For many fans of Formula 1, Imola is associated with just one unforgettable event that took place on May 1, 1994. And while the death of Ayrton Senna – not forgetting Roland Ratzenberger, only one day before him – is one of those cataclysms that changed the shape of Formula 1, there’s much more to Imola than the memorial statue at Tamburello; just as Hockenheim is no longer haunted by the ghost of Jim Clark, nor does Monza resonate solely to the memories of Jochen Rindt.
Yes, Imola will always be associated with Senna: how could it not be? But the lush green circuit will also be known for its other great moments of sporting history, such as the final duel in 1982 between Gilles Villeneuve and Didier Pironi – after a race that was characterised by political chicanery – or the beginning of the epic rivalry between Prost and Senna in 1989; again fuelled by differing views on team orders after the race was re-started following a fiery accident for Gerhard Berger.
As the San Marino Grand Prix, Imola lived on in Formula 1 until 2006 before being dropped from the calendar to make way for the Belgian Grand Prix. But salvation often comes from the most unlikely sources. Thanks to the coronavirus pandemic last year – which forced a last-minute reshuffle of the F1 calendar – Imola unexpectedly returned in 2020 as the Emilia Romagna Grand Prix.
That race turned out to be a momentous one, pioneering a unique two-day format (with both free practice and qualifying on Saturday) as a result of having been scheduled back-to-back with Portimao in Portugal. Mercedes finished first and second courtesy of Lewis Hamilton and Valtteri Bottas, in the process setting a new record by claiming a seventh consecutive manufacturers’ championship, with four races on the calendar still to go.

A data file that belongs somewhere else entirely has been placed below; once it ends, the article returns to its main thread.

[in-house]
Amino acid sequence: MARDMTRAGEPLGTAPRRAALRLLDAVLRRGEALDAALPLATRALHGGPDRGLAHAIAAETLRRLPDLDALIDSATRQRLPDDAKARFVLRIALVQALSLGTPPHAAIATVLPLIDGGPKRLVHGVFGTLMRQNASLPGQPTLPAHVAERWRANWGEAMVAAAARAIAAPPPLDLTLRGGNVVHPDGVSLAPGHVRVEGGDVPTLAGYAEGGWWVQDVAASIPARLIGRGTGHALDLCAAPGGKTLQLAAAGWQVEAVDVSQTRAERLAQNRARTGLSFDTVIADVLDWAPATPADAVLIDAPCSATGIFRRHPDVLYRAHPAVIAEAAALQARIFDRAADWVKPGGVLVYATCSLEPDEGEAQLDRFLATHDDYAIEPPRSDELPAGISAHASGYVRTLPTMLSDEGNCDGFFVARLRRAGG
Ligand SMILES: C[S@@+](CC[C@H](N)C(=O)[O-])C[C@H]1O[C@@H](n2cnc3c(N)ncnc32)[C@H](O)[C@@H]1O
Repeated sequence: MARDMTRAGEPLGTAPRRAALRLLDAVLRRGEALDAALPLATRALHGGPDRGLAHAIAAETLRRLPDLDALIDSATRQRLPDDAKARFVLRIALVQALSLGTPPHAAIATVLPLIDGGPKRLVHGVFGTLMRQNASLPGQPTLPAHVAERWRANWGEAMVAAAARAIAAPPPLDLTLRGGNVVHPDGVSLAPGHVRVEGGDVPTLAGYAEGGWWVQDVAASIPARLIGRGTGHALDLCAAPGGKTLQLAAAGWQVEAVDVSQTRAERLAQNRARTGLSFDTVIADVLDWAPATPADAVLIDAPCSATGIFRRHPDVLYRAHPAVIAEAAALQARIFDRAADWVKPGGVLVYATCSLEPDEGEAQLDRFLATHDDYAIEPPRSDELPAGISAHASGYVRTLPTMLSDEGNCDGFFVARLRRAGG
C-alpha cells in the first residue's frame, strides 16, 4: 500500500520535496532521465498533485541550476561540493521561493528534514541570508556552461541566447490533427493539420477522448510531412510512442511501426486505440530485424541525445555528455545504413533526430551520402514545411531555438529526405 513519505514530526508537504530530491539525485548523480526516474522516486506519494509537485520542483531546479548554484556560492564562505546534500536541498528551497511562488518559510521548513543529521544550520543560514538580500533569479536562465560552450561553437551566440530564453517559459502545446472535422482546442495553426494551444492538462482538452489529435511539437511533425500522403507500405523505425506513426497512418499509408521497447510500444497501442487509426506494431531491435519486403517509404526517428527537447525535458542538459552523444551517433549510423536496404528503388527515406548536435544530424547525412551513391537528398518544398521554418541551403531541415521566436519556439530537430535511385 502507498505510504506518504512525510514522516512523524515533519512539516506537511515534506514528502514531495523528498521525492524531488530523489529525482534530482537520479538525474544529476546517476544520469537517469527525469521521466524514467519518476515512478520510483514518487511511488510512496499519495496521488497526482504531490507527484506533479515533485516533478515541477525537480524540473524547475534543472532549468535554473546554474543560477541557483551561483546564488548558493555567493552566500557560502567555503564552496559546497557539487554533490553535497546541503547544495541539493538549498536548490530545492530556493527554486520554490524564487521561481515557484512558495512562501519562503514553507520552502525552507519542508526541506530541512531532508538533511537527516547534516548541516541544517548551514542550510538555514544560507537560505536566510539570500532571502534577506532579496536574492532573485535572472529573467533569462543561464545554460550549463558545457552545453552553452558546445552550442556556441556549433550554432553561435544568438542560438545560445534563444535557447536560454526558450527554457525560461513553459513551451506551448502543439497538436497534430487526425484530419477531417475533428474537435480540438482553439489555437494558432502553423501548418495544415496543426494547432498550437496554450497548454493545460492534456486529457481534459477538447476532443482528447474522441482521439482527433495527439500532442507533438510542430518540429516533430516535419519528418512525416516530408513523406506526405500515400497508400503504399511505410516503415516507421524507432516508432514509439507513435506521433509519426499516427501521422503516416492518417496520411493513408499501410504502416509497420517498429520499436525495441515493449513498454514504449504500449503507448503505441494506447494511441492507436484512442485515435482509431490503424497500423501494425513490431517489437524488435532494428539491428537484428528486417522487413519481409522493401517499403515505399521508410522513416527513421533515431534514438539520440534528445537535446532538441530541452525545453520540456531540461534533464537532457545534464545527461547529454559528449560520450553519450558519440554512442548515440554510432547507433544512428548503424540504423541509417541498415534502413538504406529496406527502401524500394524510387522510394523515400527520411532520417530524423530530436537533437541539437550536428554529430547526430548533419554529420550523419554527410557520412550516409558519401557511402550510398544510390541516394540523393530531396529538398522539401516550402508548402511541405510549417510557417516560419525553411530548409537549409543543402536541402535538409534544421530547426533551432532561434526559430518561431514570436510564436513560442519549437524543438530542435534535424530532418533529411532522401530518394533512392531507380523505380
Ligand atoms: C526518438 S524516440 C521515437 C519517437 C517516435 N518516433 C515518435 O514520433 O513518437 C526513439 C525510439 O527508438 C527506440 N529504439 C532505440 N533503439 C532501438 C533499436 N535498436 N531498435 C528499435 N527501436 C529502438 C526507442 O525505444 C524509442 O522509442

This year, the Imola race sets another new record: by being the grand prix that almost certainly boasts the longest name in F1 history. Its full title is the ‘Pirelli Gran Premio del Made in Italy e dell’Emilia Romagna’, celebrating the best of Italian culture and manufacturing, as well as promoting the local region.
Imola is well-known as a rapid track, and with the closely-matched competitive order seen at the start of this season in Bahrain, it will provide a fascinating test of who is really on top in terms of raw speed. Last year, Imola marked one of Mercedes’ proudest moments: can the Bahrain Grand Prix winners still maintain their momentum as this year’s F1 season returns to Europe at the earliest point in recent history? Or will it be Red Bull or local heroes Ferrari – very much the home team in Emilia Romagna – to come through? There’s no doubt who the crowd will be cheering for, as Maranello is only around 70 kilometres down the road. Not that there will be a crowd at Imola, as spectators aren’t allowed due to the Covid pandemic. Expect plenty of local support though: this is a region that truly lives and breathes motorsport.
Until January of this year, Imola wasn’t even meant to be back on the 2021 Formula 1 calendar. But then it was drafted in to take the place of the Chinese Grand Prix, shelved as a result of Covid-related travel restrictions, to herald the start of the European season.
Ironically, the venue returns to a slot that it always traditionally held: as the San Marino Grand Prix, Imola was often run in late April, marking the first race in Europe. Of the current drivers on the grid, only Kimi Raikkonen and Fernando Alonso ever participated in a San Marino Grand Prix: in fact, Alonso finished second at the final San Marino Grand Prix held and won the penultimate one in 2005 (while Raikkonen was on pole).
They find a circuit that looks considerably different from the place they saw 15 years ago, with a number of modifications carried out prior to the race last year to bring it fully up to date. These include a new paddock complex and pit garages: only the famous ‘Marlboro Tower’ remains from the previous era. But Imola is still a fast and resolutely old-school place: a circuit that rewards absolute bravery and commitment. The echoes of the past are everywhere – and that will always be the case. But Imola is also now a thoroughly modern venue, ready to represent the very best of Formula 1. And the very best of Italy, in the heart of a beautiful region renowned for food, culture and its inimitable automotive industry.
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